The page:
One of the telling examples how the Republican Party has moved to the extreme Right is to see how Barry Goldwater’s status within the Republican Party changed from the 1960s to the 1990s. During the 1960s, Barry Goldwater was viewed as the extreme Right of the Republican Party. During the 1970s and 1980s, the Christian Right began to assert its influence within both the conservative movement and the Republican Party.
Goldwater found himself increasingly at odds with the Christian Right. Goldwater criticized Jerry Falwell and the Moral Majority after they had campaigned against the Supreme Court nomination of Sandra Day O’Connor. Goldwater increasingly saw Falwell and the Moral Majority as a threat to the separation of Church and State. He criticized fellow Republican Senators Jesse Helms, John East, and Jeremiah Denton for kowtowing to the Religious Right.
By the late 1980s, many Republicans began to see Barry Goldwater as one of the more moderate members of the Republican Party as Goldwater continued to clash with the Christian Right and voice his support of gay rights.
I don’t agree with Barry Goldwater’s politics. But I like him for his respect of differing views. Goldwater became close friends with liberal Democrat George McGovern during their time in the Senate.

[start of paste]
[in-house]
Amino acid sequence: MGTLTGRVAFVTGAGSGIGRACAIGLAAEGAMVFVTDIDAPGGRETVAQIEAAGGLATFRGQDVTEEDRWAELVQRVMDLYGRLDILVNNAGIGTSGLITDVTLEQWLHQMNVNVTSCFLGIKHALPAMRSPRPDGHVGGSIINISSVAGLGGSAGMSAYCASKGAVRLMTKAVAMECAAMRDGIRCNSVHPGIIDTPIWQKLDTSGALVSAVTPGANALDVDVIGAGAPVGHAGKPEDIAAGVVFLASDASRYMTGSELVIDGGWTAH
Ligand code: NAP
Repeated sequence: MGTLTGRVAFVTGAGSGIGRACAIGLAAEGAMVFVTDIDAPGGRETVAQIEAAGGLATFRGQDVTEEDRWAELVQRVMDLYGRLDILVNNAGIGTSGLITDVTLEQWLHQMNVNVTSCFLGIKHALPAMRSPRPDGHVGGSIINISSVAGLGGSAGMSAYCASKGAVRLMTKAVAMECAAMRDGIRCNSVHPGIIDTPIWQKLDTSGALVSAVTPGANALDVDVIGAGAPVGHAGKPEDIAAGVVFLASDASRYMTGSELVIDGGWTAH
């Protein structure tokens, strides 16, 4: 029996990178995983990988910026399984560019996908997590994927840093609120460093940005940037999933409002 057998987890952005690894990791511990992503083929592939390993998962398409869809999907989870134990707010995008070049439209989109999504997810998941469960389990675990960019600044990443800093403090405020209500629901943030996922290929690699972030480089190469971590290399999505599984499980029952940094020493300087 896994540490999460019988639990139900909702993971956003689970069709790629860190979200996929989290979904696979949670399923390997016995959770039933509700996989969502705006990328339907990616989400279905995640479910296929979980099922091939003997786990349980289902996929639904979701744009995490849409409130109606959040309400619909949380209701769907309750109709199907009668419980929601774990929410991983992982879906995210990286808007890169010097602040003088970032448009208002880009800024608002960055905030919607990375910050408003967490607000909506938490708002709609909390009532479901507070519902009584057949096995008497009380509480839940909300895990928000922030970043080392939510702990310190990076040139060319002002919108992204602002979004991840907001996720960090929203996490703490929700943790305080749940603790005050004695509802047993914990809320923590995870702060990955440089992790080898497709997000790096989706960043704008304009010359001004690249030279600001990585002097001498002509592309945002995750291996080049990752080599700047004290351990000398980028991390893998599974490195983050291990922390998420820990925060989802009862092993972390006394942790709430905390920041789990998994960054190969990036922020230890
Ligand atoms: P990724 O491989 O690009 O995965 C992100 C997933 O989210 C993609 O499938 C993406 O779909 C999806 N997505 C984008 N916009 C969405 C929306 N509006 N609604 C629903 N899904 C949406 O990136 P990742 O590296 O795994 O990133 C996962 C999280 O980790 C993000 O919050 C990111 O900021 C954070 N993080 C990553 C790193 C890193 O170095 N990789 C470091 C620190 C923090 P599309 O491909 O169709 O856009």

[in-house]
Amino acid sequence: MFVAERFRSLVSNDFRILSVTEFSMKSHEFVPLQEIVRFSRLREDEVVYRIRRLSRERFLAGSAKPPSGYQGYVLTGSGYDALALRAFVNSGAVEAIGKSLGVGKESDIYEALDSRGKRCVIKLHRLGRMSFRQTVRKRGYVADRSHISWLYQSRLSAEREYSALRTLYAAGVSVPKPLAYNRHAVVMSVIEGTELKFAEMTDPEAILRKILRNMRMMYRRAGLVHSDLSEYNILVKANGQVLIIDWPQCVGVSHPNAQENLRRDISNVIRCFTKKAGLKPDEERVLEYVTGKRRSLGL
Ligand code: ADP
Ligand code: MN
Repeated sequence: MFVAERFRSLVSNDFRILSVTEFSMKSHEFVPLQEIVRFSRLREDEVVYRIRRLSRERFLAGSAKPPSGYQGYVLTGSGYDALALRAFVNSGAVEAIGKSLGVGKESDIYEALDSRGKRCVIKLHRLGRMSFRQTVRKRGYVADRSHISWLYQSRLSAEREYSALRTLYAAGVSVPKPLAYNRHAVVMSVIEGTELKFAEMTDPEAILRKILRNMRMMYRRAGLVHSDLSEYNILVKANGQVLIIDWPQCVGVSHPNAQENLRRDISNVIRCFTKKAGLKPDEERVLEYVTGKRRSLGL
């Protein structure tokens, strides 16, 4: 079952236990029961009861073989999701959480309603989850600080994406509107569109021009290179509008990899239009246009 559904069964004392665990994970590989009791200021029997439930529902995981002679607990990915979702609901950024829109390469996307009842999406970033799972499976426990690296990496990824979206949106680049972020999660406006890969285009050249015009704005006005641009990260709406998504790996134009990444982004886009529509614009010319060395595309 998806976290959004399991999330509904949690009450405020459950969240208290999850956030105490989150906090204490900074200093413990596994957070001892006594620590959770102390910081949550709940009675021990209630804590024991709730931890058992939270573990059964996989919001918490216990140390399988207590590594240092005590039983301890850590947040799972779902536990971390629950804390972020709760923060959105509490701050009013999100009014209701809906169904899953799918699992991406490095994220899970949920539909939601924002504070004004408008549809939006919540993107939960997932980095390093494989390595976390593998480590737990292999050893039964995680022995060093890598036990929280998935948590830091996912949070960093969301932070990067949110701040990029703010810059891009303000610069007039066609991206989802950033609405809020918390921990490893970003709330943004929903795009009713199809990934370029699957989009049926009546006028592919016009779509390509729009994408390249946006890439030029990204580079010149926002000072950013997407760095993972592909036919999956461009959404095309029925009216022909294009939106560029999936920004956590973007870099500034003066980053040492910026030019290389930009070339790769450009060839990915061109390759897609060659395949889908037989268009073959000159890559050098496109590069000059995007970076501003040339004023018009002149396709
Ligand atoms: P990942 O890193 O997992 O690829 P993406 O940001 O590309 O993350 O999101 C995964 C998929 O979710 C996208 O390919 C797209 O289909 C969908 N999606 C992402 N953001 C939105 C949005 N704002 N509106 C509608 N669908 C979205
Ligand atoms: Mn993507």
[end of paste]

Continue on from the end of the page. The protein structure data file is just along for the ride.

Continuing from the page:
In a Senate speech on September 16, 1981, Goldwater said:
“The religious factions that are growing throughout our land are not using their religious clout with wisdom. They are trying to force government leaders into following their position 100 percent. If you disagree with these religious groups on a particular moral issue, they complain, they threaten you with a loss of money or votes or both. I’m frankly sick and tired of the political preachers across this country telling me as a citizen that if I want to be a moral person, I must believe in ‘A,’ ‘B,’ ‘C’ and ‘D.’ Just who do they think they are? And from where do they presume to claim the right to dictate their moral beliefs to me? And I am even more angry as a legislator who must endure the threats of every religious group who thinks it has some God-granted right to control my vote on every roll call in the Senate. I am warning them today: I will fight them every step of the way if they try to dictate their moral convictions to all Americans in the name of ‘conservatism.'”
In a November 1994 interview, Goldwater said:
“Mark my word, if and when these preachers get control of the [Republican] party, and they’re sure trying to do so, it’s going to be a terrible damn problem. Frankly, these people frighten me. Politics and governing demand compromise. But these Christians believe they are acting in the name of God, so they can’t and won’t compromise. I know, I’ve tried to deal with them.”